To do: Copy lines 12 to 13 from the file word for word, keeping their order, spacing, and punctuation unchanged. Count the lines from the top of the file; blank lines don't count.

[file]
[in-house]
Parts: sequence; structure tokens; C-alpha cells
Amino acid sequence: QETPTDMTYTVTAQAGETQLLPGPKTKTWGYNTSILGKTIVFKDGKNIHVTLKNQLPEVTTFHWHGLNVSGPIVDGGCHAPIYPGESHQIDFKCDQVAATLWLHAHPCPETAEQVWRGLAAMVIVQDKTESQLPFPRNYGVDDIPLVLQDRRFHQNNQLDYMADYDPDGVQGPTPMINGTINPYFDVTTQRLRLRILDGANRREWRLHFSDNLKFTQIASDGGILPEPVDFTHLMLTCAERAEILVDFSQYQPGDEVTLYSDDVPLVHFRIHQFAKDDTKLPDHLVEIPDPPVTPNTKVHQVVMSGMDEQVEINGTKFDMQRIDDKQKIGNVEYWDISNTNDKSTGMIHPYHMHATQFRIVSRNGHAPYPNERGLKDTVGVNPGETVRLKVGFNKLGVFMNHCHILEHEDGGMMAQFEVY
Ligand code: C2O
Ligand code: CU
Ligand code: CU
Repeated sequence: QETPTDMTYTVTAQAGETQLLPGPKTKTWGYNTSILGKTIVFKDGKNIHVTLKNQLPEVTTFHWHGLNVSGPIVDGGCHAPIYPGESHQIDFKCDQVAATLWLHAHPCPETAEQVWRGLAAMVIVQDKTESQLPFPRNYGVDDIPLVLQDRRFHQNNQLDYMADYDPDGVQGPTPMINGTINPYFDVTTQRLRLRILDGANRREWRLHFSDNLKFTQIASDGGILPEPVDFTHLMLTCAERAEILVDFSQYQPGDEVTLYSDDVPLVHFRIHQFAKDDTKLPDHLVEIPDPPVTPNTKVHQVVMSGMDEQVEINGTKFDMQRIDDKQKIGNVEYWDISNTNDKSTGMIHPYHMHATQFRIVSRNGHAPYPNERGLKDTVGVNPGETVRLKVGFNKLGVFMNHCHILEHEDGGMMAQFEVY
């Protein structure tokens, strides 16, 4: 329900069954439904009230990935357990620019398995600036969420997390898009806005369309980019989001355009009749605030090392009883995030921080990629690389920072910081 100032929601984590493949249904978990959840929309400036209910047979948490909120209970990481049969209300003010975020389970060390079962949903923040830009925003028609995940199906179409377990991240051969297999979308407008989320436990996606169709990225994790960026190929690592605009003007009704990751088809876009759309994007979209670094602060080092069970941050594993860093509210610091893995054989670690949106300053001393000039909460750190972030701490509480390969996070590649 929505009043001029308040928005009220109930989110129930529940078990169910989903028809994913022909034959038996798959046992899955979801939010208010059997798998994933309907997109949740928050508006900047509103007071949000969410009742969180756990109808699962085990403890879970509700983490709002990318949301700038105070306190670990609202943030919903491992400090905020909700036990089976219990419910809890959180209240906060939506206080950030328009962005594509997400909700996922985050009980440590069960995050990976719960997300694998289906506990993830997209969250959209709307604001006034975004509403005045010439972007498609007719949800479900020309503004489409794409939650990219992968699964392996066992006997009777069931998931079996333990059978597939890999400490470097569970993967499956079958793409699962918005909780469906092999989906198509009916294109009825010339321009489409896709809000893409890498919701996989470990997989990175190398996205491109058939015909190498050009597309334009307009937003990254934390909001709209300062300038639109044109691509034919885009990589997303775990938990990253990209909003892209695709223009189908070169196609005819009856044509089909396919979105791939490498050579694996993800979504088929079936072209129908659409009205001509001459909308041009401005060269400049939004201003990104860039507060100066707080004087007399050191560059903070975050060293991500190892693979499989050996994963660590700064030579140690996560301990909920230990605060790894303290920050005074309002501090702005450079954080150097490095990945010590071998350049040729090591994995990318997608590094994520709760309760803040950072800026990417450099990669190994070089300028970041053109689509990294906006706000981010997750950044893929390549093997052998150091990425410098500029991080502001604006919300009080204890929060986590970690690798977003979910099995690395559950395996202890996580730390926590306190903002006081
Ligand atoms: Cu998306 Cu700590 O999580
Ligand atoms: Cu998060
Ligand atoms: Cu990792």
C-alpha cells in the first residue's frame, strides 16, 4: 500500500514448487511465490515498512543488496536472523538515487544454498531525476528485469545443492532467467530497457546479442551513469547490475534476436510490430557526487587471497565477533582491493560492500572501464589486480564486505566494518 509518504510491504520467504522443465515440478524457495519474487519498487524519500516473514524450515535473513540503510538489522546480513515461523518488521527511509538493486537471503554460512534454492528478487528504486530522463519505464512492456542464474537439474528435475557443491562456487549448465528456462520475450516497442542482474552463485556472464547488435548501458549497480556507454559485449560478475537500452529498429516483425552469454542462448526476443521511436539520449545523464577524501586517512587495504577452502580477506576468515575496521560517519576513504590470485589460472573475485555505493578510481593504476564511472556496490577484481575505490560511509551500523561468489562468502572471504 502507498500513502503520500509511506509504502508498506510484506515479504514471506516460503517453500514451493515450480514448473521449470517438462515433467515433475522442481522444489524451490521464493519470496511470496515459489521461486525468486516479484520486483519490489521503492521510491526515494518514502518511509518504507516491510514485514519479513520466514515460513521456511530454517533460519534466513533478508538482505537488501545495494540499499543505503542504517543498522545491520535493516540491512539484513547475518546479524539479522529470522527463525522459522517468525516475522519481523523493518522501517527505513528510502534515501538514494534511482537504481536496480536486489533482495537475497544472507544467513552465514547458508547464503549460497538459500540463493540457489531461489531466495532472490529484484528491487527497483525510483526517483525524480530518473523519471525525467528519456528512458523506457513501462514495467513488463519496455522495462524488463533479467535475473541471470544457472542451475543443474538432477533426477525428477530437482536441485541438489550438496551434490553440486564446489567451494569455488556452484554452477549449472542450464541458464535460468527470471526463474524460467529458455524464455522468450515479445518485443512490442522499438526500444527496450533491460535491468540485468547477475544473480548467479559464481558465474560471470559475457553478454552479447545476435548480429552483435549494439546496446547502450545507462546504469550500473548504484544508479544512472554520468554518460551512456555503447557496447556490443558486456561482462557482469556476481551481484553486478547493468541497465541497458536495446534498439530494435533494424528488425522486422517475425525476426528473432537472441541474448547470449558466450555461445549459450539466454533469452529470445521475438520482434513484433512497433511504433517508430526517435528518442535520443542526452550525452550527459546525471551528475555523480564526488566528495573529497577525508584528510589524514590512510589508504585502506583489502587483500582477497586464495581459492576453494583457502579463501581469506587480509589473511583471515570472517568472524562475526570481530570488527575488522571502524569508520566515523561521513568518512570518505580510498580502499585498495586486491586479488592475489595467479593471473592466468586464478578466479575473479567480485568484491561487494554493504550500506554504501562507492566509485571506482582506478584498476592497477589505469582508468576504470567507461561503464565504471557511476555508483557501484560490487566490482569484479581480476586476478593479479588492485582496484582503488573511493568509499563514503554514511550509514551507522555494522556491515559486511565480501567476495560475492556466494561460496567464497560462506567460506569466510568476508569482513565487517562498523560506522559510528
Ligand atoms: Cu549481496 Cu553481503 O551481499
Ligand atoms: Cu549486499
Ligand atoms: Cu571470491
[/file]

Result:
C-alpha cells in the first residue's frame, strides 16, 4: 500500500514448487511465490515498512543488496536472523538515487544454498531525476528485469545443492532467467530497457546479442551513469547490475534476436510490430557526487587471497565477533582491493560492500572501464589486480564486505566494518 509518504510491504520467504522443465515440478524457495519474487519498487524519500516473514524450515535473513540503510538489522546480513515461523518488521527511509538493486537471503554460512534454492528478487528504486530522463519505464512492456542464474537439474528435475557443491562456487549448465528456462520475450516497442542482474552463485556472464547488435548501458549497480556507454559485449560478475537500452529498429516483425552469454542462448526476443521511436539520449545523464577524501586517512587495504577452502580477506576468515575496521560517519576513504590470485589460472573475485555505493578510481593504476564511472556496490577484481575505490560511509551500523561468489562468502572471504 502507498500513502503520500509511506509504502508498506510484506515479504514471506516460503517453500514451493515450480514448473521449470517438462515433467515433475522442481522444489524451490521464493519470496511470496515459489521461486525468486516479484520486483519490489521503492521510491526515494518514502518511509518504507516491510514485514519479513520466514515460513521456511530454517533460519534466513533478508538482505537488501545495494540499499543505503542504517543498522545491520535493516540491512539484513547475518546479524539479522529470522527463525522459522517468525516475522519481523523493518522501517527505513528510502534515501538514494534511482537504481536496480536486489533482495537475497544472507544467513552465514547458508547464503549460497538459500540463493540457489531461489531466495532472490529484484528491487527497483525510483526517483525524480530518473523519471525525467528519456528512458523506457513501462514495467513488463519496455522495462524488463533479467535475473541471470544457472542451475543443474538432477533426477525428477530437482536441485541438489550438496551434490553440486564446489567451494569455488556452484554452477549449472542450464541458464535460468527470471526463474524460467529458455524464455522468450515479445518485443512490442522499438526500444527496450533491460535491468540485468547477475544473480548467479559464481558465474560471470559475457553478454552479447545476435548480429552483435549494439546496446547502450545507462546504469550500473548504484544508479544512472554520468554518460551512456555503447557496447556490443558486456561482462557482469556476481551481484553486478547493468541497465541497458536495446534498439530494435533494424528488425522486422517475425525476426528473432537472441541474448547470449558466450555461445549459450539466454533469452529470445521475438520482434513484433512497433511504433517508430526517435528518442535520443542526452550525452550527459546525471551528475555523480564526488566528495573529497577525508584528510589524514590512510589508504585502506583489502587483500582477497586464495581459492576453494583457502579463501581469506587480509589473511583471515570472517568472524562475526570481530570488527575488522571502524569508520566515523561521513568518512570518505580510498580502499585498495586486491586479488592475489595467479593471473592466468586464478578466479575473479567480485568484491561487494554493504550500506554504501562507492566509485571506482582506478584498476592497477589505469582508468576504470567507461561503464565504471557511476555508483557501484560490487566490482569484479581480476586476478593479479588492485582496484582503488573511493568509499563514503554514511550509514551507522555494522556491515559486511565480501567476495560475492556466494561460496567464497560462506567460506569466510568476508569482513565487517562498523560506522559510528
Ligand atoms: Cu549481496 Cu553481503 O551481499